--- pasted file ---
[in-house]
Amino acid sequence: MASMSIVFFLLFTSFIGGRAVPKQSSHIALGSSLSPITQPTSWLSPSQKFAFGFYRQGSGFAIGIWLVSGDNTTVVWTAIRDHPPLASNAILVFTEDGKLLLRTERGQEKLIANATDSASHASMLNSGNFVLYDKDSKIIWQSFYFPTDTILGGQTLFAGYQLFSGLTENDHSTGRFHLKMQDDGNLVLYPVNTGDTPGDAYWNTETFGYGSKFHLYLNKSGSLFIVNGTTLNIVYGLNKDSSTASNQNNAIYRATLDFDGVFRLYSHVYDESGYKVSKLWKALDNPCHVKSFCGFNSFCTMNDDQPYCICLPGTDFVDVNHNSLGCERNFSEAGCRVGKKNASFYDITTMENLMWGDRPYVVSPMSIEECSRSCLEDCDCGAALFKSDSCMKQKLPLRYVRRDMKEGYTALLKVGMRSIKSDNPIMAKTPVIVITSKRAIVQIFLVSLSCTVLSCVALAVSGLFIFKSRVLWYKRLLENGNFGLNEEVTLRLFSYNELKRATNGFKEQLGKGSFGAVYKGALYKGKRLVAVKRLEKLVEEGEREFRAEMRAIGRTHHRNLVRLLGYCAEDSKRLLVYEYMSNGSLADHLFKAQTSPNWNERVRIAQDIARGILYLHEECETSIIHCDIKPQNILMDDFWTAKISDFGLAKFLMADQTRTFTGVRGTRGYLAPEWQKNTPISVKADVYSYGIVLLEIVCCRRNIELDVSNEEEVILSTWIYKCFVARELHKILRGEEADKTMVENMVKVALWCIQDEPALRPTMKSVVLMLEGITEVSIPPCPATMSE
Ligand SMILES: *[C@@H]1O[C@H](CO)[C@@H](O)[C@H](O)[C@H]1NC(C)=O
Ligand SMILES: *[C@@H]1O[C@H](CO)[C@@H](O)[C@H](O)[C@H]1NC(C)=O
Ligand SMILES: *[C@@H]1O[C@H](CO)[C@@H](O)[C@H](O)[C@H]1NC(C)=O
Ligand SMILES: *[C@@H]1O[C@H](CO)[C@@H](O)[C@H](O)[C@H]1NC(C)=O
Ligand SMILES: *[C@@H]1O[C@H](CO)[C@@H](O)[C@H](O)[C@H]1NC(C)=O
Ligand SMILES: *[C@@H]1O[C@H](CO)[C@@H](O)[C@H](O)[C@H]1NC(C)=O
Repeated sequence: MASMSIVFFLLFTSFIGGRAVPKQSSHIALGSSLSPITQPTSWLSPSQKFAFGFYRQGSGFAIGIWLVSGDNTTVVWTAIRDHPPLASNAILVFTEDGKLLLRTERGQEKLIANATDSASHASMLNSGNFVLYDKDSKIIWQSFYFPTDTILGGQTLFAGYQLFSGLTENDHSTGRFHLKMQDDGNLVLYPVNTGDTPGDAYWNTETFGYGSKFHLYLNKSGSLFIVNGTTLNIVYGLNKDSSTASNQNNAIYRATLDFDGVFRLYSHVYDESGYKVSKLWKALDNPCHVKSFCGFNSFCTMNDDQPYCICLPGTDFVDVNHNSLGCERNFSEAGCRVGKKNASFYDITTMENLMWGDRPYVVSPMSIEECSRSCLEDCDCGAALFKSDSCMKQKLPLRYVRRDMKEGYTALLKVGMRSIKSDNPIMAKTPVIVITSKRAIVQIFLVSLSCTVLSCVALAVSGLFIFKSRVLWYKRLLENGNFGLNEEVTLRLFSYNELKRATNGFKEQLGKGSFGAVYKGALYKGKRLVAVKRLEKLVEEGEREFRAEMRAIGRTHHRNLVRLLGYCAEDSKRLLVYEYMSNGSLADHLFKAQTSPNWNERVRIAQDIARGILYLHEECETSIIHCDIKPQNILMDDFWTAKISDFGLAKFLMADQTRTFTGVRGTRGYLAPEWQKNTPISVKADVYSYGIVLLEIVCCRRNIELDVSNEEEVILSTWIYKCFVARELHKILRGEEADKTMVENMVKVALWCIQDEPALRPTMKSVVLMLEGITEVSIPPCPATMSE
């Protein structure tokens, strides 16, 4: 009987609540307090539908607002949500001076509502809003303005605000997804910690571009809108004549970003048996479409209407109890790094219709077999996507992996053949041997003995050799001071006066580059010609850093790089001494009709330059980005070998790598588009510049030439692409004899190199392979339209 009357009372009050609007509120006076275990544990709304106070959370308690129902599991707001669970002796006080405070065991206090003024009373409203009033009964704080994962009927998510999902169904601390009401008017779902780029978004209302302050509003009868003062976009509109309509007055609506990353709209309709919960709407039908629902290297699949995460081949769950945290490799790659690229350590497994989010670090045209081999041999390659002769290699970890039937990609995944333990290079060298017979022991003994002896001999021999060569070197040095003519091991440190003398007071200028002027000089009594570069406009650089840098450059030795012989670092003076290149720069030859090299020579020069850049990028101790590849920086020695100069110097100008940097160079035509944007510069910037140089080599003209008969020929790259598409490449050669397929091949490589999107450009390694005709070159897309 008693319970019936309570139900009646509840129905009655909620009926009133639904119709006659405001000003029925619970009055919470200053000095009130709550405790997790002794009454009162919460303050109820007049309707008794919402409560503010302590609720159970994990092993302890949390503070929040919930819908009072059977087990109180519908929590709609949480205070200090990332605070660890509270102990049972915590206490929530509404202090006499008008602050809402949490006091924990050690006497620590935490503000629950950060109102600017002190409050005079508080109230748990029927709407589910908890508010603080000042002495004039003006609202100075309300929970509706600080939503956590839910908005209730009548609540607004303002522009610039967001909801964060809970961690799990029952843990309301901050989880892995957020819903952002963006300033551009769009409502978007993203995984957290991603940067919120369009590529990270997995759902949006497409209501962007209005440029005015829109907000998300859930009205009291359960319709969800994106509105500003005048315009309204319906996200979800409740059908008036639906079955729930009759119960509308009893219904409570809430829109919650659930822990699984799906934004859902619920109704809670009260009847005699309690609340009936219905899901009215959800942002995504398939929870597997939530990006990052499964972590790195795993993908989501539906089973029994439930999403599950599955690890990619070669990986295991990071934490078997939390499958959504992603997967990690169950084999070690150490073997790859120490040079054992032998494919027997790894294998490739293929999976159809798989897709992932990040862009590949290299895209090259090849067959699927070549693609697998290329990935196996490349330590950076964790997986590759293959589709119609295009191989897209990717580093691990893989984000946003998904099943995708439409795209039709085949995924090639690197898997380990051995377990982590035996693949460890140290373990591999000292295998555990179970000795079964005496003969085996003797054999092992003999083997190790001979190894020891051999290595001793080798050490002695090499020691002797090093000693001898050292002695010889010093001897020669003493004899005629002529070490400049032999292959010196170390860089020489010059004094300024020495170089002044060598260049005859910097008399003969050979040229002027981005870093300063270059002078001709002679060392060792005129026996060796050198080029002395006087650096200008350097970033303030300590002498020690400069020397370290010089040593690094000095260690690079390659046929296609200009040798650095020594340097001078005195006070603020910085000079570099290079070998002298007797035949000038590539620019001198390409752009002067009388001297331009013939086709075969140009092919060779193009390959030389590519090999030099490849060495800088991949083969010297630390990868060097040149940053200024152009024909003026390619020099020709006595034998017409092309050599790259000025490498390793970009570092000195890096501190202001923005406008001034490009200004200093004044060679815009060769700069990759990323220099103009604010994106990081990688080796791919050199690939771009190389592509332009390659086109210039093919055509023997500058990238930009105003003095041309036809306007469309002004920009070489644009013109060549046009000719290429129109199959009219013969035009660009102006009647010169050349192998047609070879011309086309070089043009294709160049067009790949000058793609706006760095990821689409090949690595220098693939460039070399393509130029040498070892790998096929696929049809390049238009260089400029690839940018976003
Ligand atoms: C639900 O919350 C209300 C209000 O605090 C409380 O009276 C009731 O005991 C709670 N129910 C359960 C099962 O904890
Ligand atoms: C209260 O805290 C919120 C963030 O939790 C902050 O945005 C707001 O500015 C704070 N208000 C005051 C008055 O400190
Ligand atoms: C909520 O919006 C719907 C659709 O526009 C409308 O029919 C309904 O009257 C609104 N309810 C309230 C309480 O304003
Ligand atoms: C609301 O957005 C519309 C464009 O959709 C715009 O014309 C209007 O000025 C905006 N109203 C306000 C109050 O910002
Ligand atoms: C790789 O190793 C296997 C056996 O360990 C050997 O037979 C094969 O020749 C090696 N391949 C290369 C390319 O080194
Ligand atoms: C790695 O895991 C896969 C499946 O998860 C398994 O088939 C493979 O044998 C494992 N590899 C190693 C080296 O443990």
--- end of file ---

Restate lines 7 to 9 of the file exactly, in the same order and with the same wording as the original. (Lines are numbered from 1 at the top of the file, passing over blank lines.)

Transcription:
Ligand SMILES: *[C@@H]1O[C@H](CO)[C@@H](O)[C@H](O)[C@H]1NC(C)=O
Ligand SMILES: *[C@@H]1O[C@H](CO)[C@@H](O)[C@H](O)[C@H]1NC(C)=O
Repeated sequence: MASMSIVFFLLFTSFIGGRAVPKQSSHIALGSSLSPITQPTSWLSPSQKFAFGFYRQGSGFAIGIWLVSGDNTTVVWTAIRDHPPLASNAILVFTEDGKLLLRTERGQEKLIANATDSASHASMLNSGNFVLYDKDSKIIWQSFYFPTDTILGGQTLFAGYQLFSGLTENDHSTGRFHLKMQDDGNLVLYPVNTGDTPGDAYWNTETFGYGSKFHLYLNKSGSLFIVNGTTLNIVYGLNKDSSTASNQNNAIYRATLDFDGVFRLYSHVYDESGYKVSKLWKALDNPCHVKSFCGFNSFCTMNDDQPYCICLPGTDFVDVNHNSLGCERNFSEAGCRVGKKNASFYDITTMENLMWGDRPYVVSPMSIEECSRSCLEDCDCGAALFKSDSCMKQKLPLRYVRRDMKEGYTALLKVGMRSIKSDNPIMAKTPVIVITSKRAIVQIFLVSLSCTVLSCVALAVSGLFIFKSRVLWYKRLLENGNFGLNEEVTLRLFSYNELKRATNGFKEQLGKGSFGAVYKGALYKGKRLVAVKRLEKLVEEGEREFRAEMRAIGRTHHRNLVRLLGYCAEDSKRLLVYEYMSNGSLADHLFKAQTSPNWNERVRIAQDIARGILYLHEECETSIIHCDIKPQNILMDDFWTAKISDFGLAKFLMADQTRTFTGVRGTRGYLAPEWQKNTPISVKADVYSYGIVLLEIVCCRRNIELDVSNEEEVILSTWIYKCFVARELHKILRGEEADKTMVENMVKVALWCIQDEPALRPTMKSVVLMLEGITEVSIPPCPATMSE